The 27-member EU bloc is divided over whether to impose a ban that can affect about 27% of its imports, with some of its landlocked refineries almost completely dependent on Russian crude supplies via pipelines.
Germany, the EU’s top Russian crude buyer, and the Netherlands, a trading hub, have warned against hasty decisions that could raise energy prices further and leave some refineries idle.
Hungary opposed a ban on Russian energy imports, while Bulgaria said it may seek an exemption if such a ban is approved.
While the political debate goes on, some buyers in Europe have shunned Russian crude voluntarily to avoid reputational damage or possible legal difficulty. L2N2VJ0ZX
The European refineries that continue to buy Russian crude are mainly co-owned by Russian firms or depend on pipeline supplies from Russia.
Beyond the European Union, the countries that have refused to criticise Russia for its invasion, such China and India, continue to buy Russian crude.
Turkey, which is seeking to mediate between Kyiv and Moscow, also has no plans to stop buying Rusian oil.
The following lists major takers of Russian crude:
Bulgarian refinery, owned by Russia’s Lukoil (LKOH.MM), and with Russian crude accounting to about 60% of its total intake, continues to refine Russian crude.
Russian crude continues to account for about 14% of the intake at Germany’s largest refinery, Miro, which is 24% owned by Rosneft (ROSN.MM).
Germany’s refinery, 54% owned by Rosneft (ROSN.MM), receives crude oil via the Druzhba pipeline.
The land-locked Leuna refinery in eastern Germany, majority-owned by TotalEnergies (TTEF.PA), is also fed Russian crude by the Druzhba pipeline.
HELLENIC PETROLEUM (HEPr.AT)
Greece’s biggest oil refiner is relying on Russian crude for about 15% of its intake. The company earlier this month secured additional supplies from Saudi Arabia.
Italy’s largest refinery, owned by Lukoil-controlled (LKOH.MM) Swiss-based Litasco SA, processes Russian and non-Russian crudes.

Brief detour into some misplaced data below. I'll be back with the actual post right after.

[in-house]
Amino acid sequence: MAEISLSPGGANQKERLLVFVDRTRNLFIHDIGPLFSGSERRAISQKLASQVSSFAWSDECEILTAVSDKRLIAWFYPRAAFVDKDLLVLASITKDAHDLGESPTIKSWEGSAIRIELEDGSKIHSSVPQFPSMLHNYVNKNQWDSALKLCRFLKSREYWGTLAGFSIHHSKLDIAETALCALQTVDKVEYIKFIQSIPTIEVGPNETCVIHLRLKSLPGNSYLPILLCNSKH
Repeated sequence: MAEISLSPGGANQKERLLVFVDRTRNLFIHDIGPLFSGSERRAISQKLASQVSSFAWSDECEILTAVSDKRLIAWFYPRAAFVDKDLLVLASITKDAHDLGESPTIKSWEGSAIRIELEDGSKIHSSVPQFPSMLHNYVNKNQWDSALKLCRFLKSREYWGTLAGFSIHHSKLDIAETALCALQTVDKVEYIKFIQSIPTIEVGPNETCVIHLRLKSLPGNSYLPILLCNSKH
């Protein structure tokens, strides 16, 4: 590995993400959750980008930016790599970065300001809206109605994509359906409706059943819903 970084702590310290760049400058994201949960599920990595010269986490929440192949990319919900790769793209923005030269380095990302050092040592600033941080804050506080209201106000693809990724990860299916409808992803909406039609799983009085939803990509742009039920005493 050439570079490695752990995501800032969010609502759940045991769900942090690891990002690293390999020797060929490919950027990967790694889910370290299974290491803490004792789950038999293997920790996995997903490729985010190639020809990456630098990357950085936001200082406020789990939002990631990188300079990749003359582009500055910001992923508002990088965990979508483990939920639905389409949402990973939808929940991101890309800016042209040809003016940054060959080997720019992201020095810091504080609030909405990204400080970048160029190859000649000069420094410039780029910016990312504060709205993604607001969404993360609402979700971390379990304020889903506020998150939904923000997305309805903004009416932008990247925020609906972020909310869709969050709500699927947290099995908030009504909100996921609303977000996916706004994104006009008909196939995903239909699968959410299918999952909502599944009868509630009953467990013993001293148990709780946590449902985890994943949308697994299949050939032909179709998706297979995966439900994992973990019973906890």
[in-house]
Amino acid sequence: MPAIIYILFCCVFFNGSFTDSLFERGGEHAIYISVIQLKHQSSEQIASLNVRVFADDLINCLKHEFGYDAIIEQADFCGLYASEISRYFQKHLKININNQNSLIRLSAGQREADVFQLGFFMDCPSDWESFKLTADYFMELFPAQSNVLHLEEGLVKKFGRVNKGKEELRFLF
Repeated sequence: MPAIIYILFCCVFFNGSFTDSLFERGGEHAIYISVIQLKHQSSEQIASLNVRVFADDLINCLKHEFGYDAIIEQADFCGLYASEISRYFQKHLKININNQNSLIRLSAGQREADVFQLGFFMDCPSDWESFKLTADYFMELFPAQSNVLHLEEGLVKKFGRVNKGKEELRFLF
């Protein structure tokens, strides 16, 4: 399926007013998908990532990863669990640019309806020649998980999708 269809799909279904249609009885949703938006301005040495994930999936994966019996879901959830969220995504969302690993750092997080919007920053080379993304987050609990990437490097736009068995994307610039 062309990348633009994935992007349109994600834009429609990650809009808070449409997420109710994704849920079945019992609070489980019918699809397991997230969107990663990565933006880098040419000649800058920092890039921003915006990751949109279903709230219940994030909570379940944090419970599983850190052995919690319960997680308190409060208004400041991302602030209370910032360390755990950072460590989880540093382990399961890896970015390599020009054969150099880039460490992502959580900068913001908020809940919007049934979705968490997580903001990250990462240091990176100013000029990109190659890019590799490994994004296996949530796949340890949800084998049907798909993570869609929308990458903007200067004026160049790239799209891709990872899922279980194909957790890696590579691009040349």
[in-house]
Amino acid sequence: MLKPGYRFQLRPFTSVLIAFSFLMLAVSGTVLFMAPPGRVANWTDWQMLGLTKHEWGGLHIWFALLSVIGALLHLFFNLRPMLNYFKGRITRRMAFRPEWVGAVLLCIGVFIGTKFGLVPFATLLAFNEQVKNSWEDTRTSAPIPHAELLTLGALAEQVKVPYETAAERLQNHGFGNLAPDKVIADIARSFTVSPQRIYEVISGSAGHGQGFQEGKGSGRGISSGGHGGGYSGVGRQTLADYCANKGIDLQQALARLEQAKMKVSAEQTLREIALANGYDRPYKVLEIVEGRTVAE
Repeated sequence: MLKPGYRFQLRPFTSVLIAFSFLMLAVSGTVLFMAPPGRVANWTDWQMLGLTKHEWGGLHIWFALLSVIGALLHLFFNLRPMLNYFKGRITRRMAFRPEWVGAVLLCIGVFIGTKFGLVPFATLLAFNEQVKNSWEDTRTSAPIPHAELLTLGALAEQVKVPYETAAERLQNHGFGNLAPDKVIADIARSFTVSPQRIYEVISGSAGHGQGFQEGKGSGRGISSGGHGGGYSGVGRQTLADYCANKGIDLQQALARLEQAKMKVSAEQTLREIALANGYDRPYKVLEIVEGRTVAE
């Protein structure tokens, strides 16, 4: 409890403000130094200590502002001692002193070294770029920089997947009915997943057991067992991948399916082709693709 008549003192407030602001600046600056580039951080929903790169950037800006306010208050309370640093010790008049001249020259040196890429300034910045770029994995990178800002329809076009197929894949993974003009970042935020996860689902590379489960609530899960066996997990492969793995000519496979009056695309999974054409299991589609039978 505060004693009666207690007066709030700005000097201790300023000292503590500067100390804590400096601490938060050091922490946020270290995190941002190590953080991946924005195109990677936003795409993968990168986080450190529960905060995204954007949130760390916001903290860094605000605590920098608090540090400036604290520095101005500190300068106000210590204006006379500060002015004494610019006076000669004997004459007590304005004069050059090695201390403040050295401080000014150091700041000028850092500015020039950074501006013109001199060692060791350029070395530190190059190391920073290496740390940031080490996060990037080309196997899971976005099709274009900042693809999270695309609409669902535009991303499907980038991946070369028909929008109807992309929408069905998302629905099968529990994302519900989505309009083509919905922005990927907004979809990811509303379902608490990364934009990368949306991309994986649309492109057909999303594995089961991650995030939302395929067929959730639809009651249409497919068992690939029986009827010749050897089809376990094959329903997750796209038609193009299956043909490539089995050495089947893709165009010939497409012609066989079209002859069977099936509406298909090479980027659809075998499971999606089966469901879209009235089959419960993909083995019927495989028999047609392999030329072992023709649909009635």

The Hungarian oil group, which operates three refineries in Hungary, Slovakia and Croatia, continues to be supplied by the Druzhba pipeline. Hungary is opposed to sanctions on Russian oil and gas.
PKN Orlen (PKN.WA)
Poland’s largest refiner, which continues to buy Russian crude for its refineries in Lithuania, Poland and the Czech Republic, said it was preparing for a complete halt.
Lithuania has said it planned to stop using Russian oil and gas.
The Dutch refinery, 45%-owned by Lukoil, declined to comment on whether it was using Russian crude oil.
Exxon Mobil (XOM.N) declined to comment on whether its Dutch refinery in Rotterdam was using Russian crude oil.
HINDUSTAN PETROLEUM (HPCL.NS),
India’s state refiner bought 2 million barrels of Russian Urals for May loading, according to trading sources last week. read more
INDIAN OIL (IOC.NS)
India’s top refiner has bought 3 million barrels of Urals for May delivery, trade sources said. read more
The following lists those that have stopped buying Russian oil:
The British oil major, which is abandoning its stake in Rosneft, will not enter new deals with Russian entities for loading at Russian ports, unless “essential for ensuring security of supplies”. read more
The energy group, 30.3% owned by the Italian government, is suspending purchases of Russian oil. read more
No Russian crude will be used at Germany’s Bayernoil refinery, in which Eni and Rosneft have stakes. read more
Norway’s majority state-owned energy firm has stopped trading Russian oil as it winds down its operations in the country. read more
The Portuguese oil and gas company has suspended all new purchases of petroleum products from Russia or Russian companies.
The Finnish refiner has Russian oil contracts until the end of the year, but is not making any new supply agreements. read more
Sweden’s largest refiner, owned by Saudi billionaire Mohammed Hussein al-Amoudi, has “paused” new orders of Russian crude, which accounted for around 7% of its purchases, replacing them with North Sea barrels.
The Spanish company has stopped buying Russian crude oil in the spot market.
The world’s largest petroleum trader will stop buying Russian crude and phase out its involvement in all Russian hydrocarbons. read more
The French company has stopped buying oil from Russia, although one of its land-locked refineries in Germany continues to receive Russian crude by pipeline.
The Swiss refiner, which owns 51.4% in Germany’s Bayernoil refinery, said it did not plan to enter into new deals to buy Russian crude.